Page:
29 March 2017
Vancouver's poorest community centres will get unique deal
Park board backs Strathcona Community Centre demands for secure funding
Megan Stewart / Vancouver Courier March 28, 2017 12:19 PM
The community centre in Strathcona is saddled with unique, complex demands that set it apart from most others in the city and should have a distinct contract and secure funding.
This was the unanimous decision taken Monday night by the park board, now wrapping up a year-long effort to sign the city’s 21 community centre associations to a joint operating agreement. Proposing a different deal marks a new direction for Strathcona and potentially other community centres that struggle financially.
The park board is also prepared to put its hand out. It will consider “potential funding partners” that can “develop an interim as well as a long-term strategy for a sustainable funding model.”
The new direction was supported by the community centre association president.
“Over the last several months, it became clear that we couldn’t be supported in very significantly through the JOA,” said Shannon Williams about the joint operating agreement between centres and the park board that could still include an “investment fund” to a small amount of revenue from more to less profitable centres.
“They have really taken the step. It is a significant shift that the park board is saying they need to support community centres such as ours, so we are really heartened by that,” she said. “The board has heard us and understands and appreciates our concerns and those of other centers in similar situations.”
The decisions has two phases and will begin with recommendations specific to Strathcona on a short-term basis before long-term options are considered for it and any other community centre with similar financial limits and burdens.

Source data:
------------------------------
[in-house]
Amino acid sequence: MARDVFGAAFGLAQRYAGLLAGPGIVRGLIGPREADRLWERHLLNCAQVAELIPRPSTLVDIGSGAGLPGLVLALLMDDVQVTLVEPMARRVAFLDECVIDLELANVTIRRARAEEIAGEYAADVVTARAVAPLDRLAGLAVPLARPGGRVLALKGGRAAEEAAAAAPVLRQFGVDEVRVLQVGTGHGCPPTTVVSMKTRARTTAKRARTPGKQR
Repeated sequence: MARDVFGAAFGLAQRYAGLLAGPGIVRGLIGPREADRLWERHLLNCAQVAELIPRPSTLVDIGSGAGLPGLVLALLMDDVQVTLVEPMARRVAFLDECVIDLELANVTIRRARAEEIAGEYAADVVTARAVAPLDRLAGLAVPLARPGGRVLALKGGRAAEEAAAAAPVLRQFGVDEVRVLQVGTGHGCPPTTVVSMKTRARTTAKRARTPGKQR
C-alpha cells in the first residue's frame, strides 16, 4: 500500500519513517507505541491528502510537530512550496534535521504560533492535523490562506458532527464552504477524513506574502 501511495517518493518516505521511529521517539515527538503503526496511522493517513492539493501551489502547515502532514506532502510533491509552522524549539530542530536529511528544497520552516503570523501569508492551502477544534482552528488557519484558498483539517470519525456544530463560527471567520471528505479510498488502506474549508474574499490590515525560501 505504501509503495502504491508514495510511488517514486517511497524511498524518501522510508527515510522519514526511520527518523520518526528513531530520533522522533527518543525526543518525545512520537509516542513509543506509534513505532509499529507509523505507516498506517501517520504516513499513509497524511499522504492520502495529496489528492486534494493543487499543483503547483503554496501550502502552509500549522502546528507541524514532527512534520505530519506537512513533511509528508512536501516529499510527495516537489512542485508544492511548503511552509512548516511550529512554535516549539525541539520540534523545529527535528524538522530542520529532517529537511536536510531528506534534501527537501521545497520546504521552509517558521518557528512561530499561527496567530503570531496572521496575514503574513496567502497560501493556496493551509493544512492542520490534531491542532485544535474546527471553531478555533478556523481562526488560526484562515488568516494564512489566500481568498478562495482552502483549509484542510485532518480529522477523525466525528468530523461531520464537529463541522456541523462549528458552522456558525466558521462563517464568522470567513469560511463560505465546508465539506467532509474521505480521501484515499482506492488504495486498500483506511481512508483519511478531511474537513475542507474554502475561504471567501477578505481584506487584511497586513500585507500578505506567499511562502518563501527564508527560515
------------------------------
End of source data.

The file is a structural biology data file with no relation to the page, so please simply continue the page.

“Something needed to be done differently,” said Vision commissioner Catherine Evans.
The Strathcona community centre association fundraises $1 million of its annual $1.7 million operating budget each year. Park board staff is tasked with researching models to follow or innovations to dream up and will present interim, short-term suggestions to the board by June 30. Long-term models will be presented by Nov. 30.
“I would suggest staff was already working toward a solution with Strathcona, but I think it’s important we separate the process and formalize this so the commissioners and staff all recognize and that we are ready to address this,” said NPA commissioner Casey Crawford, who is the park board liaison to the Strathcona Community Centre and proposed an initial motion that he later revised alongside Evans because she had proposed a similar but separate motion of her own.
“Poverty isn’t restricted to one neighbourhood or two or three, it is throughout our city,” said Evans, who did not want the community centre in Strathcona to be mistaken as anything else. “It’s very important it be a community centre in the same way every other centre plays a central role in its community. The fact if faces funding challenges doesn’t change its role. It is just a difference of resources available to it through program fees.”
The Strathcona community centre association had asked the park board for guaranteed funding of $200,000 going forward. Depending on the operational model that is suggested and approved, they could get more, or less, from the park board or could be funded through numerous other government partners and a distinct model. For example, the Ray-Cam Co-operative Centre located a few blocks from Strathcona is not strictly a community centre, but provides many similar services and is operated through agreements with their a board of directors along with the city and BC Housing.
“I think most community centres say they would face funding challenges,” said Stuart Mackinnon, with the Green Party, who later commended the work of Strathcona representatives, staff and patrons for opening up about their struggles, both financial and human.
After the vote, a small group of spectators broke into applause. Many of them, including Williams, Ron Suzuki and Veronica Light, had attended every special public meeting held by the park board as the joint operating agreement is ironed out.
“We are really happy the board has heard us,” said Williams.